DOCTORS not engaging with the GMC revalidation process could lose their licence to practise, according to new published guidance to help responsible officers make revalidation recommendations about registrants.
Revalidation is expected to begin later this year and the new guidance explains what responsible officers should take into account when deciding what their recommendation should be.
Responsible officers have the ability to make three types of recommendation in regard to a doctor's revalidation: a positive recommendation, a request for an individual's revalidation date to be deferred (e.g. if more time is needed to collect supporting information) and a notification of "non-engagement".
The guidance document states that: "A notification of non-engagement can potentially result in the GMC withdrawing a doctor’s licence to practise, through the existing processes for administrative removal."
But the protocol adds: "Notifications of non-engagement are not a mechanism through which concerns about doctors' fitness to practise can be raised with the GMC."
It advises responsible officers who become aware of concerns about a doctor's fitness to practise at any point in the revalidation to pursue this through the existing GMC processes for raising concerns.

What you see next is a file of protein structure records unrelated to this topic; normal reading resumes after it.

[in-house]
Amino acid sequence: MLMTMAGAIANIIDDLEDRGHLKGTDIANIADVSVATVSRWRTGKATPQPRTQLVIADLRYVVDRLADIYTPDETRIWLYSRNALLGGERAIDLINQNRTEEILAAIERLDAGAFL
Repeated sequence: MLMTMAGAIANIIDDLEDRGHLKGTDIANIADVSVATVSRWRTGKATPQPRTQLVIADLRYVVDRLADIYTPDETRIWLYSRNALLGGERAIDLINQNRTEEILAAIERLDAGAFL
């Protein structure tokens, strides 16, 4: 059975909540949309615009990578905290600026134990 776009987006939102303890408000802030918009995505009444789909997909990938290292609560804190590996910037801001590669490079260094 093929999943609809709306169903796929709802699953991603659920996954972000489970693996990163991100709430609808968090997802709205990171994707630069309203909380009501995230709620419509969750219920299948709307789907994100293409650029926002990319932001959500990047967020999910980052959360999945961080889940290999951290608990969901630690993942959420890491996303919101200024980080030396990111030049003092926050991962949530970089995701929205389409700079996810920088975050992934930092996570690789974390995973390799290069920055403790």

The guidance follows publication of a recent report showing that more than 80 per cent of doctors in England are now linked to organisations that can support them with revalidation. The process should start for licensed doctors from April 2013 onwards.
Niall Dickson, Chief Executive of the GMC, says: "We've worked with responsible officers from across all four countries of the UK to develop this guidance and make sure it supports them in their role. We're committed to ensuring that the guidance remains a practical and up to date resource, and we will keep the guidance under review once revalidation has been introduced to ensure it remains so."